For the first time ever, Nigeria’s Plateau State government approved a dedicated budget allocation of 23 million naira (US $64,200) for family planning in the state’s 2018 budget. The budget was passed into law in February 2018. 
Prior to 2018, the state’s family planning budget sat within the broader reproductive health budget, alongside funding for programs like safe motherhood, adolesecent and youth sexual and reproductive health, and newborn care. In October 2017, Advance Family Planning (AFP) local partner in Nigeria, Pathfinder International, conducted an AFP SMART workshop for the Plateau State Family Planning Advocacy Working Group. At the workshop the state Reproductive Health Coordinator highlighted that family planning-specific releases from the reproductive health budget were inconsistent; funds were released in 2016, but not in 2017. Identifying this as a gap, the Plateau State advocacy working group aimed for a dedicated allocation for family planning in the state’s 2018 budget.
The working group carried out advocacy visits between October 2017 and January 2018 with key stakeholders in Plateau State: the Commission of Health, the Primary Health Care Board, the Local Government Service Commission, the Planning Commission, the Ministry of Finance, the House Committee on Health, and the House of Assembly. They provided evidence that a dedicated budget was the best way to sustain the family planning program. The working group was invited by the Reproductive Health Coordinator to be part of the budget defense meeting—while there, the advocates followed up on their request by providing additional information on the estimates for a family planning allocation.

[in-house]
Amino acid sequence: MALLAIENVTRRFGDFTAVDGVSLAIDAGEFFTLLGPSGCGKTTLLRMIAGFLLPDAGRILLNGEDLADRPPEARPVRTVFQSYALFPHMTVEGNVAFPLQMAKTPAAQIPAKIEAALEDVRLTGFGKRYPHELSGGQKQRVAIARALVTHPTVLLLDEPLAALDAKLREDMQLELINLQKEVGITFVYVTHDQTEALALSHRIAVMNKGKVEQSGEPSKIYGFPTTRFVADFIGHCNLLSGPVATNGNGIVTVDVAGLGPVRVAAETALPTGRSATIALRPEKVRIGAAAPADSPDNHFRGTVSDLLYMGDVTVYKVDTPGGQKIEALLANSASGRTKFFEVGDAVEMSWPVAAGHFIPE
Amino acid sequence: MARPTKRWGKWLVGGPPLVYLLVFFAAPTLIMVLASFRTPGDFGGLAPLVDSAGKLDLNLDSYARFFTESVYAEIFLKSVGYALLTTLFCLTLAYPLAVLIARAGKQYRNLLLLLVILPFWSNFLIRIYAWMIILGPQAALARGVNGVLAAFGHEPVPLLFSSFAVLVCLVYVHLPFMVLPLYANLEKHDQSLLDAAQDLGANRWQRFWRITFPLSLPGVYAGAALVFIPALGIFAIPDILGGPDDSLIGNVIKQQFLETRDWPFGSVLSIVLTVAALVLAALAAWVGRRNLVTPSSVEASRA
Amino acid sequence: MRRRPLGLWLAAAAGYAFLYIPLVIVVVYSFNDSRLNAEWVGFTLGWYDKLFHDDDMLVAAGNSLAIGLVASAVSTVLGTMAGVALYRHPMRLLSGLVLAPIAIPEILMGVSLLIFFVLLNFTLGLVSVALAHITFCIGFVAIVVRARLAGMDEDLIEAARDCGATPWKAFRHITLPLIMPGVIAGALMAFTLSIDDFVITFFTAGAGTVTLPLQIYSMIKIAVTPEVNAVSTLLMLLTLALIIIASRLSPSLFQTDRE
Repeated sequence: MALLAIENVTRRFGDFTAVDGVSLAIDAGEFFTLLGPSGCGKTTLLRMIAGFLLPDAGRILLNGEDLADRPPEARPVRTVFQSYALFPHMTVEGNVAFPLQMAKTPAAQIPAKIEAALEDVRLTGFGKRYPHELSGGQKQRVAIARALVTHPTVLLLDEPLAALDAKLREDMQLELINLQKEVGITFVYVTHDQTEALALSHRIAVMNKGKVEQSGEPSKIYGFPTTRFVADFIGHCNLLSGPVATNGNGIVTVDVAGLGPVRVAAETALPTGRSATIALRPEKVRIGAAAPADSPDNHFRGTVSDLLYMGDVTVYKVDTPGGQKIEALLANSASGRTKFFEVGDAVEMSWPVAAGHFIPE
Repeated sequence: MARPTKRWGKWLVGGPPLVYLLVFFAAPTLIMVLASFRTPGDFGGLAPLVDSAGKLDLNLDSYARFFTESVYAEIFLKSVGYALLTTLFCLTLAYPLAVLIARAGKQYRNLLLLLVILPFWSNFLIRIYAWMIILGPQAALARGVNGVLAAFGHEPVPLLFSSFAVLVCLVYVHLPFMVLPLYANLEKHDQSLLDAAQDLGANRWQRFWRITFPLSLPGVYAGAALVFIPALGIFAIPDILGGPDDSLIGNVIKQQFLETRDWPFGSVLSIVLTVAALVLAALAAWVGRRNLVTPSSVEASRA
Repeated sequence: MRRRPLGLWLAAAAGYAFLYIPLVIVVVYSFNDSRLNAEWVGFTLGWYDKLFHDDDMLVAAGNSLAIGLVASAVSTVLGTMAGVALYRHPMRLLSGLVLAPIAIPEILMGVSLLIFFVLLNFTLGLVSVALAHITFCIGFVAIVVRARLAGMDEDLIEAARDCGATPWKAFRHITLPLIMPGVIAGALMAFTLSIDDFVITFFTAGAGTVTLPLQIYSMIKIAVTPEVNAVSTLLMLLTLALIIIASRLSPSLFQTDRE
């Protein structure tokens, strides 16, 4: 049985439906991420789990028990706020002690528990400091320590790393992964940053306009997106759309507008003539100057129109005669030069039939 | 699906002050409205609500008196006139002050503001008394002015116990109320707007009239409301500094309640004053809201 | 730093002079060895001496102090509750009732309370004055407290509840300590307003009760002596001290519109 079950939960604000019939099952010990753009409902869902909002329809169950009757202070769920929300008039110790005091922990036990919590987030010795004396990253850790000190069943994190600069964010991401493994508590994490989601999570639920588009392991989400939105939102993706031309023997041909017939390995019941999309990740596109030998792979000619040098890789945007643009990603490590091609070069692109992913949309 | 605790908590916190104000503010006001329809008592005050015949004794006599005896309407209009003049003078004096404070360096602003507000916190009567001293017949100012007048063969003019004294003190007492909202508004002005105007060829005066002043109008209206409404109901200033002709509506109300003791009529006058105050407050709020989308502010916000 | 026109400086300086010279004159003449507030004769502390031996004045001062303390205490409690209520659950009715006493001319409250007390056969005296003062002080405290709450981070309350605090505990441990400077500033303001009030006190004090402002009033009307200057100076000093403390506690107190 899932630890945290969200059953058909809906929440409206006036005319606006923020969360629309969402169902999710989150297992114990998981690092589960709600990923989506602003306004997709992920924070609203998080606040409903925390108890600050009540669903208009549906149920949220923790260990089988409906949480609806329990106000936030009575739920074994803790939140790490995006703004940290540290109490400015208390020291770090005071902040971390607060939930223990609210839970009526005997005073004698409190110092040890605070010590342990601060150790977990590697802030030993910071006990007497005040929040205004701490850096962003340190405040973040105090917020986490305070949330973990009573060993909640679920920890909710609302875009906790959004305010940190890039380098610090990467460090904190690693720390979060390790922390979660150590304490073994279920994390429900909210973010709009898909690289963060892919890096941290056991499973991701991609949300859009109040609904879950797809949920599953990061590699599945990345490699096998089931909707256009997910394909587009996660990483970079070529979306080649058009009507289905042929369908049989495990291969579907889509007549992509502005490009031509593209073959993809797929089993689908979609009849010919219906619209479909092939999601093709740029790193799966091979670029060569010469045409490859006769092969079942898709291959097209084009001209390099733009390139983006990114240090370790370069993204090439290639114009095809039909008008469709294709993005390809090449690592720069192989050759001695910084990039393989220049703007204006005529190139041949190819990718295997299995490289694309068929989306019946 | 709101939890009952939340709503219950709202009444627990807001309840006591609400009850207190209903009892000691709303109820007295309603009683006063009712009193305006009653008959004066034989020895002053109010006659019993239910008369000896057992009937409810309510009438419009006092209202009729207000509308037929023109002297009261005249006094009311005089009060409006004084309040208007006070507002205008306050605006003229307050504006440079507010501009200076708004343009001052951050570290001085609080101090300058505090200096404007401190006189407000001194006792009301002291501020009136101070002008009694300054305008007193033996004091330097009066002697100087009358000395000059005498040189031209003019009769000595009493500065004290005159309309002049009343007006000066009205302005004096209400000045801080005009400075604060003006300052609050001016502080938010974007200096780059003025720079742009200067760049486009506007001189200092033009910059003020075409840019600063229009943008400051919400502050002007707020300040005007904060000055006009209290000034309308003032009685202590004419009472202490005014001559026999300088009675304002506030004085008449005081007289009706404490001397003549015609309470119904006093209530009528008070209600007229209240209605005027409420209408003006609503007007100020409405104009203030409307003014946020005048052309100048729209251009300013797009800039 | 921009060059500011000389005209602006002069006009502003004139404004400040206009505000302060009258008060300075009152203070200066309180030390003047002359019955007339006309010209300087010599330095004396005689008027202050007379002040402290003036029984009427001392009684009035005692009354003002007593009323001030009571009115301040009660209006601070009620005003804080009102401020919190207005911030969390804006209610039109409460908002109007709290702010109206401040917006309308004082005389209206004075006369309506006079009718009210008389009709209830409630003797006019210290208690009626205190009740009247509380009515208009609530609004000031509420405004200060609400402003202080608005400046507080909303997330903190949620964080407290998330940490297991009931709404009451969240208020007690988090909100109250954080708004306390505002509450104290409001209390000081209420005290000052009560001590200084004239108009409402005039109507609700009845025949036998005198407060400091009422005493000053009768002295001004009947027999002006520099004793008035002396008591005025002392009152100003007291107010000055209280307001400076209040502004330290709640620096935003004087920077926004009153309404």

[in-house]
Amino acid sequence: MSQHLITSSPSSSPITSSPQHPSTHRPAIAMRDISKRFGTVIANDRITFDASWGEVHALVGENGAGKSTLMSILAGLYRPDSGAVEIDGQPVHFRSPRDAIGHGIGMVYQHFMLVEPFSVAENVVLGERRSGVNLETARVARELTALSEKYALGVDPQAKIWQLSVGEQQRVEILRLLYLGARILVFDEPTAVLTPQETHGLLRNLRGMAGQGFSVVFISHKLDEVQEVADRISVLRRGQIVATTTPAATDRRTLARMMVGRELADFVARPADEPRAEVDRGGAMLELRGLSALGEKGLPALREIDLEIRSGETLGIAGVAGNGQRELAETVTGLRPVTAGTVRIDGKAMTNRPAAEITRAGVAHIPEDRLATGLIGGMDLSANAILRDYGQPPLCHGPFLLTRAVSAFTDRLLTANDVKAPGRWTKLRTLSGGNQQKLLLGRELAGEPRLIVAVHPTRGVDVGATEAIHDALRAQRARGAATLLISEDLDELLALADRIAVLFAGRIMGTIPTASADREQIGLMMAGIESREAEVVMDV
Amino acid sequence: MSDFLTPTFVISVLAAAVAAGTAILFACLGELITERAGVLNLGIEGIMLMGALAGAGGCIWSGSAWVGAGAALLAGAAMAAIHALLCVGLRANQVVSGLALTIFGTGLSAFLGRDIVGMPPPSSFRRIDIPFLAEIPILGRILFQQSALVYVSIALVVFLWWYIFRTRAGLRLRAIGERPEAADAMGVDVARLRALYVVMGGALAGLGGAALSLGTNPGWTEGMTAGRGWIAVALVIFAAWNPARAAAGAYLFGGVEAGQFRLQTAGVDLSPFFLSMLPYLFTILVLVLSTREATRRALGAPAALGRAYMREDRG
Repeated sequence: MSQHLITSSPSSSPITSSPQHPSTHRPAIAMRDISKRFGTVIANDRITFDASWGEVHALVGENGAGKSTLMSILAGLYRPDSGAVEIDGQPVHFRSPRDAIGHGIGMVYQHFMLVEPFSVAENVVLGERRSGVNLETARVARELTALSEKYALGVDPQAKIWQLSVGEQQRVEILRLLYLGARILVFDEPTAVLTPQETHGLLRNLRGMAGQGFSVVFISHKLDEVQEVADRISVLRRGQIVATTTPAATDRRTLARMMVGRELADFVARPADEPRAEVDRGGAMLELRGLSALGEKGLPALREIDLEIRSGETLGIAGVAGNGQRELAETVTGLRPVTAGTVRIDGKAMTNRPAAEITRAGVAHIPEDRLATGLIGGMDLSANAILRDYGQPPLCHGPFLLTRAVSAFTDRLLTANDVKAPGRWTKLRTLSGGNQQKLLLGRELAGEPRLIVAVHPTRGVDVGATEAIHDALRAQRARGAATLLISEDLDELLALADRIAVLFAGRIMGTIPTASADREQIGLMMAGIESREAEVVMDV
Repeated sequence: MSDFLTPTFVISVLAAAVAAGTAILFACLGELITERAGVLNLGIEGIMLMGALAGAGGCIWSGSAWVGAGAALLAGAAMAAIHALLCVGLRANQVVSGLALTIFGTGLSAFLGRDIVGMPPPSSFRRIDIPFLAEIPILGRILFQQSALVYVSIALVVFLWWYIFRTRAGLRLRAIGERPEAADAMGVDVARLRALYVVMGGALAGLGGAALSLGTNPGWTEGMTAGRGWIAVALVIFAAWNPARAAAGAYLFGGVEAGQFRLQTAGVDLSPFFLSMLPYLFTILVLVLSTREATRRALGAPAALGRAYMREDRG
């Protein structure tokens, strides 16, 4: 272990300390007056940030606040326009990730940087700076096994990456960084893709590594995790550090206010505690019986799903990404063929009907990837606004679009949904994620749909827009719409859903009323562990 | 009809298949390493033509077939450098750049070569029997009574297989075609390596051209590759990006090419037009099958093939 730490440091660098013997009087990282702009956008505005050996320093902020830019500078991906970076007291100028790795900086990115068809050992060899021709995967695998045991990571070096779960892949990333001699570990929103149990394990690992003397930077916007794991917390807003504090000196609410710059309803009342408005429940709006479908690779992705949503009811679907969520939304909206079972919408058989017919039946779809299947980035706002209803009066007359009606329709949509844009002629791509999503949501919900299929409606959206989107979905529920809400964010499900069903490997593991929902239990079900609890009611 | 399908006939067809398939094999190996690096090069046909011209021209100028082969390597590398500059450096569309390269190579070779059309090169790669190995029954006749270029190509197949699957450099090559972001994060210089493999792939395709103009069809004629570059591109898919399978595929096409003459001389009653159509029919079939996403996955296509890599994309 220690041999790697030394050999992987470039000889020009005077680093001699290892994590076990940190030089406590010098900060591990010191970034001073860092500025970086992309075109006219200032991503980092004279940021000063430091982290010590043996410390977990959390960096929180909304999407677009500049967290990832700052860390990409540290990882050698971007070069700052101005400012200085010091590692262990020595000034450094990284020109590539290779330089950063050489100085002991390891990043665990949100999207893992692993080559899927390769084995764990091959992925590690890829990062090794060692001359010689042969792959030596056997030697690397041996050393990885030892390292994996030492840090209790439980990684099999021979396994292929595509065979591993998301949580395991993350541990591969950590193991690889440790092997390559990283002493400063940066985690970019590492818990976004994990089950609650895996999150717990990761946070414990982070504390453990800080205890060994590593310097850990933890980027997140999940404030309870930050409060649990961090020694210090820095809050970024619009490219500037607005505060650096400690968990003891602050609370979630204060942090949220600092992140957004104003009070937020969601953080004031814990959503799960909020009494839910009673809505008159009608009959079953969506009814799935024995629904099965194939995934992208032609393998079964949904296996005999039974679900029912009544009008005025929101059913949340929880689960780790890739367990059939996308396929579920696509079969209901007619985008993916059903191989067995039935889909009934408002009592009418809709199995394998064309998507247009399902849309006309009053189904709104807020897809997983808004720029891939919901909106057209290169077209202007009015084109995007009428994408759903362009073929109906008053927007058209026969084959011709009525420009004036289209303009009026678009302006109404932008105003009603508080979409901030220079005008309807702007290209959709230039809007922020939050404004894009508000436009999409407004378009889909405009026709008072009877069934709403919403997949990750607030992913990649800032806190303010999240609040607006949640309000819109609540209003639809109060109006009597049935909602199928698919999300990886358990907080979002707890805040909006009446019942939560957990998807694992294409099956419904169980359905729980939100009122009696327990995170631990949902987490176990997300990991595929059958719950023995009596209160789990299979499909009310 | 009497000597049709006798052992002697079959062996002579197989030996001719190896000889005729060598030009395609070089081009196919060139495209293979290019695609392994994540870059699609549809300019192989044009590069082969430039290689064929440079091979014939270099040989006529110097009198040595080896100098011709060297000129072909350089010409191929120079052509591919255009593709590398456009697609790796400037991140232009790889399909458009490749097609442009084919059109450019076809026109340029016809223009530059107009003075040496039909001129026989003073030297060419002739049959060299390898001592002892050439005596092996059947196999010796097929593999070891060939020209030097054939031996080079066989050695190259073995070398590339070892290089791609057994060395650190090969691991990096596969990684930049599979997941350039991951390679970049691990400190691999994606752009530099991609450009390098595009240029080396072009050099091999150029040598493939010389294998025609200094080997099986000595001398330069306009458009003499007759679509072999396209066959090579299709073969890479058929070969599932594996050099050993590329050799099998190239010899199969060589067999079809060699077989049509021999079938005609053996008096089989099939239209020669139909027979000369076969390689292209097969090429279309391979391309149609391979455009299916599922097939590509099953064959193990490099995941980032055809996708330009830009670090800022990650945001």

In February 2018, the Plateau State 2018 appropriation bill called “Budget of Rescue and Consolidation” was passed into law. It included an allocation of 23 million naira ($64,200) in the newly dedicated budget for family planning.
The Family Planning Unit of the Primary Health Care Board intends to use the funds for activities outlined in the state’s family planning work plan such as health worker training, procurement of family planning-related consumables (e.g. gauze, surgical gloves, etc.), supervision of health workers, and commodities review and re-supply meetings.